April 28, 2004 -- Military service in any branch or during any period may increase the risk of ALS (amyotrophic lateral sclerosis), according to a new study.
Researchers found that men who served in the military were 60% more likely to develop ALS, also known as Lou Gerhig's disease, than men who did not serve in the military.
The exact cause of ALS is unknown. The disease causes a gradually weakening of the muscles and usually leads to death within three to six years. Men are affected slightly more than women and ALS is most common among middle-aged and older adults.
The results of the study were presented today at the American Academy of Neurology 56th Annual Meeting in San Francisco.
ALS Linked to Military Service
"Two recent studies suggested that the risk of ALS is increased among Gulf War veterans," says researcher Marc Weisskopf, PhD, of the Harvard School of Public Health, in a news release. "We wanted to find out whether military service prior to the Gulf War was associated with an increased risk of ALS."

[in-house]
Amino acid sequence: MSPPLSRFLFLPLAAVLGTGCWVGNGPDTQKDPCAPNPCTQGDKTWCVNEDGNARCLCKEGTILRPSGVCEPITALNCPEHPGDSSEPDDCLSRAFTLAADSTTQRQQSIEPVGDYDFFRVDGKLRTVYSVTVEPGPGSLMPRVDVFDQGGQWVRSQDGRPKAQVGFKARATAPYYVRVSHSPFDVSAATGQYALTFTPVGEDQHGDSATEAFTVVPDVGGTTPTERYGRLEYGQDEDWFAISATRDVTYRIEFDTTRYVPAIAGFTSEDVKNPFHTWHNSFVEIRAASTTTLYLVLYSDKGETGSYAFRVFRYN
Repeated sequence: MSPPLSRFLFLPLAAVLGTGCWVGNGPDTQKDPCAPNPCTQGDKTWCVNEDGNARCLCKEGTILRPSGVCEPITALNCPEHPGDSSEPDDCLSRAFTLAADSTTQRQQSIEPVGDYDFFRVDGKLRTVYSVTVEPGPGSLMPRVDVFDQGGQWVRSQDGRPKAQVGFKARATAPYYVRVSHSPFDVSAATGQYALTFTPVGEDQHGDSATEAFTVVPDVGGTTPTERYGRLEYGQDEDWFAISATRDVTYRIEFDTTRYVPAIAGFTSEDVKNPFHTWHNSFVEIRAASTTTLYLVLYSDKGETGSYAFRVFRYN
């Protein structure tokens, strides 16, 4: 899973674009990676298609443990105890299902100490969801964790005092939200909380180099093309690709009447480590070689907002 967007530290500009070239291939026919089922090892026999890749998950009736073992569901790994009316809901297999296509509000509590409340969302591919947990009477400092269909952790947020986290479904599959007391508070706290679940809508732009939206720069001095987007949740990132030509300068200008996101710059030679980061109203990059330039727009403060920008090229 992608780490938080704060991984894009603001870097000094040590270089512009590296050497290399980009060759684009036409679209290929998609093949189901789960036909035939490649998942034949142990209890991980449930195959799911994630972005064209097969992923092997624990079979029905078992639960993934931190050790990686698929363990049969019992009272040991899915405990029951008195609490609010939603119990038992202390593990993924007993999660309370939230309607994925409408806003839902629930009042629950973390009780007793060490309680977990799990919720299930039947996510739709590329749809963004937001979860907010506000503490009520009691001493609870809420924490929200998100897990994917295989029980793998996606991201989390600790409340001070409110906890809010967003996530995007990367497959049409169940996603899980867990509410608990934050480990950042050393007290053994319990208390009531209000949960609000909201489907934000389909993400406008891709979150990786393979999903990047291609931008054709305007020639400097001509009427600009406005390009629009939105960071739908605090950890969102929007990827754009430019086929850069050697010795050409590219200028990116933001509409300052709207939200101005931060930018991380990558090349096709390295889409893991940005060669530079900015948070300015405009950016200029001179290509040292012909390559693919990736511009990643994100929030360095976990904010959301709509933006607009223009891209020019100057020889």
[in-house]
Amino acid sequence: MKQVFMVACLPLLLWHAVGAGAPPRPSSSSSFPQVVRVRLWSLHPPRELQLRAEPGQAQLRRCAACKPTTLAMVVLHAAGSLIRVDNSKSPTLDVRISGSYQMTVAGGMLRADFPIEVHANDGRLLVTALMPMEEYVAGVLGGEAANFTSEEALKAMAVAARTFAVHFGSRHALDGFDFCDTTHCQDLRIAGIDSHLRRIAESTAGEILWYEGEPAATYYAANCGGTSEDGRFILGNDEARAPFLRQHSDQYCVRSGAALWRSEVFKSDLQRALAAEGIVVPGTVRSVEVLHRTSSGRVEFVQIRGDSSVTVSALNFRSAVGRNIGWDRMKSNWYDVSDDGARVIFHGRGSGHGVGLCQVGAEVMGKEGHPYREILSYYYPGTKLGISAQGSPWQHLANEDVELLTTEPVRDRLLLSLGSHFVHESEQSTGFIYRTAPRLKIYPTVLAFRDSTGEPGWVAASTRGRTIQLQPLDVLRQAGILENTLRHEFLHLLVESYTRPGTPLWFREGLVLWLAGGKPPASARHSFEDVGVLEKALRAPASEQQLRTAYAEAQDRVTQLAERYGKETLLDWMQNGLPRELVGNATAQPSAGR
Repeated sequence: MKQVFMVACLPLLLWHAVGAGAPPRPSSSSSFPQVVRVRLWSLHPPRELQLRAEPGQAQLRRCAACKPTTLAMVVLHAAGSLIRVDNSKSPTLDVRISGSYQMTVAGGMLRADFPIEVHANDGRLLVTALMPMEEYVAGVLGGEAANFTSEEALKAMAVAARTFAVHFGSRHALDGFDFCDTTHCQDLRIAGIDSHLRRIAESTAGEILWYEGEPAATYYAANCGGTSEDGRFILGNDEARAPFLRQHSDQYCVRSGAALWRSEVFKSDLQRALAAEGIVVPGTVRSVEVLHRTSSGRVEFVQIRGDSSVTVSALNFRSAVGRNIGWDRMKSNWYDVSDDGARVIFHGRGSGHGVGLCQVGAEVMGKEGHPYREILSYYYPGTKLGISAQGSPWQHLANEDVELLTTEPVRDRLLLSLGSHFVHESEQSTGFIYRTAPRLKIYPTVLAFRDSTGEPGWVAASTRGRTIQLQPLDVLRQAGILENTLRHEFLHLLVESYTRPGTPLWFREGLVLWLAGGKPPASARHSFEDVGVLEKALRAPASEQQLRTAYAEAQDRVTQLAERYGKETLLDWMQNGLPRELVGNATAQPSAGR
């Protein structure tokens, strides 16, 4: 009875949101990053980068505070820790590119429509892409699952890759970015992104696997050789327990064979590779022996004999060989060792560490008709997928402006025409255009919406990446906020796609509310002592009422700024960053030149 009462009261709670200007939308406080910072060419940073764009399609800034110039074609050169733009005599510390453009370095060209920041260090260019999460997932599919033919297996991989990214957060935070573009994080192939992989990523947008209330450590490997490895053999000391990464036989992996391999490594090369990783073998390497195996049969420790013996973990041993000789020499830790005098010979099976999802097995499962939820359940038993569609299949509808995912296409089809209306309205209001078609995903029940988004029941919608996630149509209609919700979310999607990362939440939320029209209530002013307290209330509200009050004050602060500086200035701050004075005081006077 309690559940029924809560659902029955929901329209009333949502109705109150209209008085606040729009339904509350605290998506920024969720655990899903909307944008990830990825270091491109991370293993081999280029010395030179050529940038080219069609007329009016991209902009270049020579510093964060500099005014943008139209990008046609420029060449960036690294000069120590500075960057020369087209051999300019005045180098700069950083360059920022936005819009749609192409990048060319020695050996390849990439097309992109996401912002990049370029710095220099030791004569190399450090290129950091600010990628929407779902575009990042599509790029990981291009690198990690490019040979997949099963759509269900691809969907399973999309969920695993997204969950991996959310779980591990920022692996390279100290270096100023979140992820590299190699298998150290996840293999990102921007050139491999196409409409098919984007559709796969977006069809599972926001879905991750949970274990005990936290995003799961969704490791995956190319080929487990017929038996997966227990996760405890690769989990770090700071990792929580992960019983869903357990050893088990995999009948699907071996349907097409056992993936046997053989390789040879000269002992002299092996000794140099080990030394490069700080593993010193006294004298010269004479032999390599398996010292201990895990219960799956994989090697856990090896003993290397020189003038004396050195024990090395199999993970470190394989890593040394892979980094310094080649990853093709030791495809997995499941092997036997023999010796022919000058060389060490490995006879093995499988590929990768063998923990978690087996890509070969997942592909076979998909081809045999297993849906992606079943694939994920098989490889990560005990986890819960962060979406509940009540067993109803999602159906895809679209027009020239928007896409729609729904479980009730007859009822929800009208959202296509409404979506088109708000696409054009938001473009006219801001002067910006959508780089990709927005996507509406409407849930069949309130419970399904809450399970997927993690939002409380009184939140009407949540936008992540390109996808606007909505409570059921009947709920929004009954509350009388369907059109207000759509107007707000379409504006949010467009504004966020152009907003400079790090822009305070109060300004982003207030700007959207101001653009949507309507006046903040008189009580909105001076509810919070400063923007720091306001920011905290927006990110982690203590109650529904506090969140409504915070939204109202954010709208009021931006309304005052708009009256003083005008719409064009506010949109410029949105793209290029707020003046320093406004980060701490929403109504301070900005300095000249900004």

In the study, researchers looked at the relationship between military service and ALS deaths among a large database of men surveyed by the American Cancer Society in 1982. The study included 268,258 men who served in the military and 126,414 who did not.
There were 274 deaths from ALS reported in these men from 1989 through 1998. After adjusting for age and smoking status, which has been suggested as a risk factor for ALS, researchers found men who had served in the military were 60% more likely to have died from ALS than those with no military record.
However, men who served in the military had lower death rates from other causes.
The increased ALS risk was similar among men who served in the Army or National Guard and the Navy or the Air Force. Men who served in World War II, Korean War, or Vietnam War all had a higher risk of ALS, although there were not enough men who had served in Vietnam for the numbers to be statistically significant.
"This study shows that the increased risk of ALS among military personnel does not appear to be specific to service during the Gulf War," says Weisskopf. "More research is needed to confirm this increased risk for men in military service in general, and eventually to determine its causes."